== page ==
To counter this, you can try an accountability partner (though maybe not that exact method). The concept works by using the positive emotion of guilt. You pick someone you trust and respect. Together you set a goal, create an action plan, then check-in on a regular basis. Since most people don’t want to disappoint or fail such a person, it can provide the missing motivation. Many people swear by it, and it’s harder to blow off a check-in with an accountability partner than a personal trainer. Plus, it’s a lot cheaper. If both your partner and you are feeling a need to exercise, you can use each other for this.
However, we understand that relationships don’t need any additional stress, especially when caring for a little one. Before asking your co-parent, talk about it. The better plan might be for you to choose an accountability partner outside your relationship.
In that case, we would suggest someone who is also a parent. While we don’t have anything against non-parents, they might not appreciate your situation. There will be times you will let them down. You will have check-ins where you’ll say, “After being covered in vomit for the third time in two hours, I just curled into a ball and cried.” But if you want or need someone who will kick you in the butt regardless of how many different bodily fluids you dealt with in the last week, by all means find a non-partisan. And you might find a tough-love parent who won’t take kids as an excuse.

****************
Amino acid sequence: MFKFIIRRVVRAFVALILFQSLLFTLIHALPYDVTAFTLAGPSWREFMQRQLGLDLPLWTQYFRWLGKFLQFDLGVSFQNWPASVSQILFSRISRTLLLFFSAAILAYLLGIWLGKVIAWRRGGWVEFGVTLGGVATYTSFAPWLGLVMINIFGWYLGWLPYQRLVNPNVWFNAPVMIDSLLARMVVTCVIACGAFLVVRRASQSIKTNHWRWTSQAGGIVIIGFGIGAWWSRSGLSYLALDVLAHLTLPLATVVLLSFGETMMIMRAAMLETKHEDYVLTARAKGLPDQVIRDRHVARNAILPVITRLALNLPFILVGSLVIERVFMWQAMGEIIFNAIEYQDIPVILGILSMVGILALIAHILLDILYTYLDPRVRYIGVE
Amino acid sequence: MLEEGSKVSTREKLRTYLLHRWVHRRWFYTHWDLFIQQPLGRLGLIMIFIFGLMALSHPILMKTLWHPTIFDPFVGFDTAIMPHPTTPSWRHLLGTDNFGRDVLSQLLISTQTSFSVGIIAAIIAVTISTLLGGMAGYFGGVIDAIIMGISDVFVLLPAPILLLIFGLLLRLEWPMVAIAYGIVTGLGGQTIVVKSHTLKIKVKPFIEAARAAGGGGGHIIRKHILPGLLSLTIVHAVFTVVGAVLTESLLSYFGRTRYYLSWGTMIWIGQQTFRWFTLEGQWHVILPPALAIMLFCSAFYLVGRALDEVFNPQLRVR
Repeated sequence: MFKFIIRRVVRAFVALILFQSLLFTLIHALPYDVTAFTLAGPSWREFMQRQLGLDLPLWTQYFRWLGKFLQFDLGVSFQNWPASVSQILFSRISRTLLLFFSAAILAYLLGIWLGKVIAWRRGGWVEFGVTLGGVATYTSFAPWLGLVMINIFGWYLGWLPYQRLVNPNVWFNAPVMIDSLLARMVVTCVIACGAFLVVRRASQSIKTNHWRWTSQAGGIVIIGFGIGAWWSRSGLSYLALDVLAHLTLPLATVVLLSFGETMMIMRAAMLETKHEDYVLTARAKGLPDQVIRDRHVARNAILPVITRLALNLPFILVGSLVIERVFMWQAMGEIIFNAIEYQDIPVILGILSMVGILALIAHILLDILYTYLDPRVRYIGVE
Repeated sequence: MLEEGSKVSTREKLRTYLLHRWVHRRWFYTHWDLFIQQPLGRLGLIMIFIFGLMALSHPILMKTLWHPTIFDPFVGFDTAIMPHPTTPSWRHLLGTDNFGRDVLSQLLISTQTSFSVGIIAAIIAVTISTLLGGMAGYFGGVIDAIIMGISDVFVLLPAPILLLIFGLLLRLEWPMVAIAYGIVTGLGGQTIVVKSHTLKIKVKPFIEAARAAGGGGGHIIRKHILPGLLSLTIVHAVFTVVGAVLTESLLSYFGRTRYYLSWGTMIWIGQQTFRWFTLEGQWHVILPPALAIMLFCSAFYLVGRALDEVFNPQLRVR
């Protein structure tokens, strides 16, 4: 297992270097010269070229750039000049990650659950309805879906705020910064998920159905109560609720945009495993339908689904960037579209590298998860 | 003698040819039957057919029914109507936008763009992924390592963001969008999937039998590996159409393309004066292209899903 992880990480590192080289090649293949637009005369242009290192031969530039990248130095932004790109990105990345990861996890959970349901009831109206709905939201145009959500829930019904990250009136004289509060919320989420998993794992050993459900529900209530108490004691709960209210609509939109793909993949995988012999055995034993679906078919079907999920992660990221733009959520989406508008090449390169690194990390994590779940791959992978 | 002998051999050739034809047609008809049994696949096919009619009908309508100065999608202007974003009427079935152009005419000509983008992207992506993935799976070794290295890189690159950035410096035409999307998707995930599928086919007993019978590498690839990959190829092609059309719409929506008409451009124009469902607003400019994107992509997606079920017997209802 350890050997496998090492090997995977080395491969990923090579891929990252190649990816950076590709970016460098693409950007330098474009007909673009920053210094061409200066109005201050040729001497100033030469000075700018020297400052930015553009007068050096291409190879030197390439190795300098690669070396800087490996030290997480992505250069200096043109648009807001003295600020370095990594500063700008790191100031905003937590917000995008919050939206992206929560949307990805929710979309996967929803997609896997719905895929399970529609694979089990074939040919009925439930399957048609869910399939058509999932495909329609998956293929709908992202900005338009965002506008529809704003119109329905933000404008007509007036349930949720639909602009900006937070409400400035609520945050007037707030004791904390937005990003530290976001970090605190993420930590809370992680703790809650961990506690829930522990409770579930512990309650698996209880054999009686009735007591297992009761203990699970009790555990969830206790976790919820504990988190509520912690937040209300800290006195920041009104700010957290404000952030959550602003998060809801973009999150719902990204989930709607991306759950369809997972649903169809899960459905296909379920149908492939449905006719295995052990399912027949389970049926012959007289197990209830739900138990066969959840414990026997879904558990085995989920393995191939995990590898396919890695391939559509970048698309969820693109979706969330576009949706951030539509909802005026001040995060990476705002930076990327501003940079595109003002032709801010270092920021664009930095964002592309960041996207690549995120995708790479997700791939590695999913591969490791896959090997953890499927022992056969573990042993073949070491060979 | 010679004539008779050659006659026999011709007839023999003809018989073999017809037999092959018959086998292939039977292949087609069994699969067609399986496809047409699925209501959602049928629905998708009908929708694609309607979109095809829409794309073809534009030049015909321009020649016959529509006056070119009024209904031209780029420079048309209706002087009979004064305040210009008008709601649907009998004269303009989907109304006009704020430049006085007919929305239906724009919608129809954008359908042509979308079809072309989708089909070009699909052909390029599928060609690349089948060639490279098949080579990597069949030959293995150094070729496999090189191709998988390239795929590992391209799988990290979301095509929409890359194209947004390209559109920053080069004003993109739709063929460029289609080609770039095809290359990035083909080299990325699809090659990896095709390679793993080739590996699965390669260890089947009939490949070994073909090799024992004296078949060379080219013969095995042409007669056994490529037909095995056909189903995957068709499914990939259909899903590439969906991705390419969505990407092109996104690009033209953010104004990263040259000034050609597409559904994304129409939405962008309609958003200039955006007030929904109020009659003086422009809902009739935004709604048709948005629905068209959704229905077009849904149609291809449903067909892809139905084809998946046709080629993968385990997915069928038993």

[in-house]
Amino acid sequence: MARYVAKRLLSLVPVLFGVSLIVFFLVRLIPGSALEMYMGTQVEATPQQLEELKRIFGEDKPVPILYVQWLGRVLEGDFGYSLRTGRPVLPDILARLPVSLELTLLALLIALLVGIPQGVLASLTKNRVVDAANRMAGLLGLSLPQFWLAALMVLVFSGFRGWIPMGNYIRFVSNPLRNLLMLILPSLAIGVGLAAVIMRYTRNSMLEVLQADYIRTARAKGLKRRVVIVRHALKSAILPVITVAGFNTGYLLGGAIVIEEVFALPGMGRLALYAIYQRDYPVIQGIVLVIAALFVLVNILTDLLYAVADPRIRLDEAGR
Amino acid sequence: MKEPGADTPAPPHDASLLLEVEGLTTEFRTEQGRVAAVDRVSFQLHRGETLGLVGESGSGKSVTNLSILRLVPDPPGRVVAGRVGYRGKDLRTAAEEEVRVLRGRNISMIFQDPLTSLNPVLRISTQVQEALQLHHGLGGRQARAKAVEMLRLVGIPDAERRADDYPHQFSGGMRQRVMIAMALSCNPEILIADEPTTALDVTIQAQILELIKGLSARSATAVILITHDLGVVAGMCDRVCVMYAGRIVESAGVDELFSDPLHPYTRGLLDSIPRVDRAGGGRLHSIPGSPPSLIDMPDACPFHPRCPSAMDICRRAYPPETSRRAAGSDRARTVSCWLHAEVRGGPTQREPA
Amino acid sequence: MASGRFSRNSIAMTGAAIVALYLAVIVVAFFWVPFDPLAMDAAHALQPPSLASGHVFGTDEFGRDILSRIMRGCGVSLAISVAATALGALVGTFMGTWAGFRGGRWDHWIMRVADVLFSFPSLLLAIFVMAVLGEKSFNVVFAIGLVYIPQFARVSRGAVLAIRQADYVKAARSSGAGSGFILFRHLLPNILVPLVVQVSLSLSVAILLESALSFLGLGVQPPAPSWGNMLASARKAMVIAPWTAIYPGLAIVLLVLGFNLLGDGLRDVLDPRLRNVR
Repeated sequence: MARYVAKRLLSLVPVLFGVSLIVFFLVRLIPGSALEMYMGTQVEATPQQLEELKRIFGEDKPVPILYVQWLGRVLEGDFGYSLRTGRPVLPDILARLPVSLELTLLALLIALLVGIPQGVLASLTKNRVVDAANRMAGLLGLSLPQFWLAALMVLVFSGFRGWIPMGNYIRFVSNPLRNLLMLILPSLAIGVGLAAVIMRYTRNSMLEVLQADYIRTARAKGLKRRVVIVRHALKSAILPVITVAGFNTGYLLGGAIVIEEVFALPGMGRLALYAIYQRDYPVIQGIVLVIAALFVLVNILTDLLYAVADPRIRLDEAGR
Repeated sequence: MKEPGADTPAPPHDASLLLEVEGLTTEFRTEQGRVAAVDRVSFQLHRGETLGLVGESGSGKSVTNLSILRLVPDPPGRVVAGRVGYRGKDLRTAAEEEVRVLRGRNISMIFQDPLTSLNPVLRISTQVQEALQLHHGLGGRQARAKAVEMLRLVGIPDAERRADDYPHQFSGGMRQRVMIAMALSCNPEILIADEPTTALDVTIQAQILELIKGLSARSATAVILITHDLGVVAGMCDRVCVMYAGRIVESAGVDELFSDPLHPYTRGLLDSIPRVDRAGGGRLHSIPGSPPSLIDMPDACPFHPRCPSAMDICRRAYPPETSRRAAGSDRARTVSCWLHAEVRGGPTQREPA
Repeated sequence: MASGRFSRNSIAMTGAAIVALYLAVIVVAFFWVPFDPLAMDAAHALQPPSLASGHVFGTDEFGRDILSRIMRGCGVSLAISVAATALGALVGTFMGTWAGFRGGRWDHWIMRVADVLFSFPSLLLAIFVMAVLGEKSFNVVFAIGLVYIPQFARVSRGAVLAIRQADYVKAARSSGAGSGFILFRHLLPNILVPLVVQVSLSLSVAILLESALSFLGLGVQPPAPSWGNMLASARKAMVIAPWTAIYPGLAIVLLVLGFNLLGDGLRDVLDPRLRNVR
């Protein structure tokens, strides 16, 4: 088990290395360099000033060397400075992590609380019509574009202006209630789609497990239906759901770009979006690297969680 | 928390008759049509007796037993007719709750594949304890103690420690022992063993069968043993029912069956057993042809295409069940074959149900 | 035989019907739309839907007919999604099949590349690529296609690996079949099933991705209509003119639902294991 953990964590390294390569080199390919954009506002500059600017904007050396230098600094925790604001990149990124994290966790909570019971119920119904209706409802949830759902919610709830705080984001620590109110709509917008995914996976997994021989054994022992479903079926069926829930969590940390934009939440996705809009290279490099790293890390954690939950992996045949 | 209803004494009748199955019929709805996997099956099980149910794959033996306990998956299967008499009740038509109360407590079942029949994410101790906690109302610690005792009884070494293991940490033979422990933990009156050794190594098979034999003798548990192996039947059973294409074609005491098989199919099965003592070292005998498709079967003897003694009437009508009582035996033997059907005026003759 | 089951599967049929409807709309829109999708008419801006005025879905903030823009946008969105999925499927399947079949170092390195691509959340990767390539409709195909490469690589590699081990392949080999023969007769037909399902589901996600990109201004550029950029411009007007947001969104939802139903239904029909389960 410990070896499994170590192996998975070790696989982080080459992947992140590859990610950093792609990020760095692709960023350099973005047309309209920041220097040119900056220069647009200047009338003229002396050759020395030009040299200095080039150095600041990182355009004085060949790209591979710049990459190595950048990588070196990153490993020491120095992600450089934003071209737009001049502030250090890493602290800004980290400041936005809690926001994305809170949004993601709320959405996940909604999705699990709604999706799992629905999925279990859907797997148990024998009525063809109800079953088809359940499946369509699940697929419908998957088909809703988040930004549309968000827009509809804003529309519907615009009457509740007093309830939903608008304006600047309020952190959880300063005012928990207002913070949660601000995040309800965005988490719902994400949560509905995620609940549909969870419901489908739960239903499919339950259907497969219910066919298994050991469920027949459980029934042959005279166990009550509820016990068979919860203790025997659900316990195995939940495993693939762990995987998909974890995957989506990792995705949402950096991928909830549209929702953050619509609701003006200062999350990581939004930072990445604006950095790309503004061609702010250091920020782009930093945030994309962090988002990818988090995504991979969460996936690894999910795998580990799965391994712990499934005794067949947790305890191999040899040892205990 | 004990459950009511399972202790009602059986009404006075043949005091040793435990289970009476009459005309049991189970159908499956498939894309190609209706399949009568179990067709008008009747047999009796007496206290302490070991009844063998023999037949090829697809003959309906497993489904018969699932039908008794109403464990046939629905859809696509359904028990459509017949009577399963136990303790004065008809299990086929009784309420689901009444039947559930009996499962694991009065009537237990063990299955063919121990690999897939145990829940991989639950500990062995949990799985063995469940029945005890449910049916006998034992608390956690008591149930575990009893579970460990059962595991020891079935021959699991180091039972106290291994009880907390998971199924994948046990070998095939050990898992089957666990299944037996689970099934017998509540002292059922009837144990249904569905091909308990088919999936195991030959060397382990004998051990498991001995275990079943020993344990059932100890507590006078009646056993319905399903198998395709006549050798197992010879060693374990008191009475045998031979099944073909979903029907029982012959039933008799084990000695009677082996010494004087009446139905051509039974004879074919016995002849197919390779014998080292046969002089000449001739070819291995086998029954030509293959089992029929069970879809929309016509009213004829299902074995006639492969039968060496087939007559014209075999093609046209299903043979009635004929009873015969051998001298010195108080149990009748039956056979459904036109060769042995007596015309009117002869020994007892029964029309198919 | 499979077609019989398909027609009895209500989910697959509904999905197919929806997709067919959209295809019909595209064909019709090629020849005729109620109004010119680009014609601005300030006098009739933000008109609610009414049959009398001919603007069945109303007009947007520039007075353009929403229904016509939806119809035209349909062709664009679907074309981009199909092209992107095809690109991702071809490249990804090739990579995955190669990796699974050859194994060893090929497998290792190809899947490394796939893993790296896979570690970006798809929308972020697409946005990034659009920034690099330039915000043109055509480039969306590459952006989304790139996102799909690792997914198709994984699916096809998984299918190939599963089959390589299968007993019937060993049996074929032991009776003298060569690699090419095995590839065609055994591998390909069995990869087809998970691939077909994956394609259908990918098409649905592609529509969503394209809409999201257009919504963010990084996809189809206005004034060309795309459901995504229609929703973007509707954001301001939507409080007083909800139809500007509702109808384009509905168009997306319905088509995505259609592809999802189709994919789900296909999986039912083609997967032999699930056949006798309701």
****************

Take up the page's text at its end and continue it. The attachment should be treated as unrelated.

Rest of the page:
As with anything in life, there will be times where it becomes clear that an exercise goal won’t be met. How you handle them has more impact than why you suffered the setback.
For example, let’s say that you targeted two hours of running in the last week. You started off well with a 30 minute run, leaving you six days to get 90 minutes more. But last week your kid brought something home from daycare, and now you’ve caught it. Generally speaking, you shouldn’t exercise when sick with anything more than a runny nose or sinus congestion. Sore throat, cough, fever, etc., means you need to rest until the symptoms clear. So you have a great reason to take a break. When it comes time to check in with your accountability partner, you can dial back your goals for a week or two as you get back into running.
The same is true of other barriers, like being flat out tired after a long day. Whether it’s work, sick kids, sick partner, the holidays, or something else, there is no reason to add to your stress. Sometimes, life happens. The key is to get back into something as quickly as you can.